Decreased Erythrocyte CCS Content is a Biomarker of Copper Overload in Rats
AbstractCopper (Cu)is an essential trace metal that is toxic in excess. It is therefore important to be able to accurately assess Cu deficiency or overload. Cu chaperone for Cu/Zn superoxide dismutase (CCS) protein expression is elevated in tissues of Cu-deficient animals. Increased CCS content in erythrocytes is particularly sensitive to decreased Cu status. Given the lack of a non-invasive, sensitive and specific biomarker for the assessment of Cu excess, we investigated whether CCS expression in erythrocytes reflects Cu overload. Rats were fed diets containing normal or high levels of Cu for 13 weeks. Diets contained 6.3 ± 0.6 (Cu-N), 985 ± 14 (Cu-1000) or 1944 ± 19 (Cu-2000) mg Cu/kg diet. Rats showed a variable response to the high Cu diets. Some rats showed severe Cu toxicity, while other rats showed no visible signs of toxicity and grew normally. Also, some rats had high levels of Cu in liver, whereas others had liver Cu concentrations within the normal range. Erythrocyte CCS protein expression was 30% lower in Cu-2000 rats compared to Cu-N rats (P < 0.05). Notably, only rats that accumulated high levels of Cu in liver had lower erythrocyte CCS (47% reduction, P < 0.05) compared to rats fed normal levels of Cu. Together, these data indicate that decreased erythrocyte CCS content is associated with Cu overload in rats and should be evaluated further as a potential biomarker for assessing Cu excess in humans. View Full-Text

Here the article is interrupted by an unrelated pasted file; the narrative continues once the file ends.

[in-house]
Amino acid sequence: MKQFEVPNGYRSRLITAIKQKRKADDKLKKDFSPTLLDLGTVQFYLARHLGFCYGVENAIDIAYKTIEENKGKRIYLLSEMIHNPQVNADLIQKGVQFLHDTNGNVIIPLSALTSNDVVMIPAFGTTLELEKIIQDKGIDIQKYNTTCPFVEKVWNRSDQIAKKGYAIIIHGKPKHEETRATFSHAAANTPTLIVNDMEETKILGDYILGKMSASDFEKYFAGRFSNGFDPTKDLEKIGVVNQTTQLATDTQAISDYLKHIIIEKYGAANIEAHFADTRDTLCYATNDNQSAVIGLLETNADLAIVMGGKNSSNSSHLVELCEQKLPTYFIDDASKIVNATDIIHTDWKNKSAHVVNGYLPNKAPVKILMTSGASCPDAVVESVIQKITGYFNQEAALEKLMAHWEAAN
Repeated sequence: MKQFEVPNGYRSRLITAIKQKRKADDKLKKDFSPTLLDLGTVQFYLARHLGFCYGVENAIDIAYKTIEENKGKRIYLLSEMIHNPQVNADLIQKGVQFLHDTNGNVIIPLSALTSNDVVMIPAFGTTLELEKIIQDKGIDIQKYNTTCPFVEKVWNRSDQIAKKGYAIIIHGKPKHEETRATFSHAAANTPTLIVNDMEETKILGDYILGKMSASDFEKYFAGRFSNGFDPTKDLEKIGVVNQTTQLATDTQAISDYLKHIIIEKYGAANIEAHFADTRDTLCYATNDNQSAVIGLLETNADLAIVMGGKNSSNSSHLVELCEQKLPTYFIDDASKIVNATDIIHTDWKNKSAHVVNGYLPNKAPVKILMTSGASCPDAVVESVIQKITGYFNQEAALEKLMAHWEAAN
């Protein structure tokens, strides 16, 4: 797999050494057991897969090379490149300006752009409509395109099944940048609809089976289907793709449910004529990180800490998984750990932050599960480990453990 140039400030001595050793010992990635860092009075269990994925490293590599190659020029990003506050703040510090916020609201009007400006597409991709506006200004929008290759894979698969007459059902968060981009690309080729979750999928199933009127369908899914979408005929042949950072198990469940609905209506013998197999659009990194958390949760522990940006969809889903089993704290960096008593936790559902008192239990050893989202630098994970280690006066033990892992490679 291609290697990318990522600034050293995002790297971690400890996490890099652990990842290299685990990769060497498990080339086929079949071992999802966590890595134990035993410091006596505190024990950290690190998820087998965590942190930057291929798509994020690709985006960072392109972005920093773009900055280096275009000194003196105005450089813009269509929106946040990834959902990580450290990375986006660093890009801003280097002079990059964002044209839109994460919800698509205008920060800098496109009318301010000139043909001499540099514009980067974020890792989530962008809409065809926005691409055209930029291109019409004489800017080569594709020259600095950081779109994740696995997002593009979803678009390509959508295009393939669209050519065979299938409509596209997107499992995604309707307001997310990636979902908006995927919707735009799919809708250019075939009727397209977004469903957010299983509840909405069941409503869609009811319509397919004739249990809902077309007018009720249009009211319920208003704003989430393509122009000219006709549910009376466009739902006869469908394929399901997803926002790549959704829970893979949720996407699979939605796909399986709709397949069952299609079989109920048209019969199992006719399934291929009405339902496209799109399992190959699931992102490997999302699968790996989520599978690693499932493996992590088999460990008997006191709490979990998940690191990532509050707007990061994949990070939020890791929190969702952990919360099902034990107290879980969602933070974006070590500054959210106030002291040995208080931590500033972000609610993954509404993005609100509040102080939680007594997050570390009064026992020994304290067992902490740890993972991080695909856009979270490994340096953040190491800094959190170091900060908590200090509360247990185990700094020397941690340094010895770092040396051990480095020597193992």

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Bertinato, J.; Sherrard, L.; Plouffe, L.J. Decreased Erythrocyte CCS Content is a Biomarker of Copper Overload in Rats. Int. J. Mol. Sci. 2010, 11, 2624-2635.
Bertinato J, Sherrard L, Plouffe LJ. Decreased Erythrocyte CCS Content is a Biomarker of Copper Overload in Rats. International Journal of Molecular Sciences. 2010; 11(7):2624-2635.Chicago/Turabian Style
Bertinato, Jesse; Sherrard, Lindsey; Plouffe, Louise J. 2010. "Decreased Erythrocyte CCS Content is a Biomarker of Copper Overload in Rats." Int. J. Mol. Sci. 11, no. 7: 2624-2635.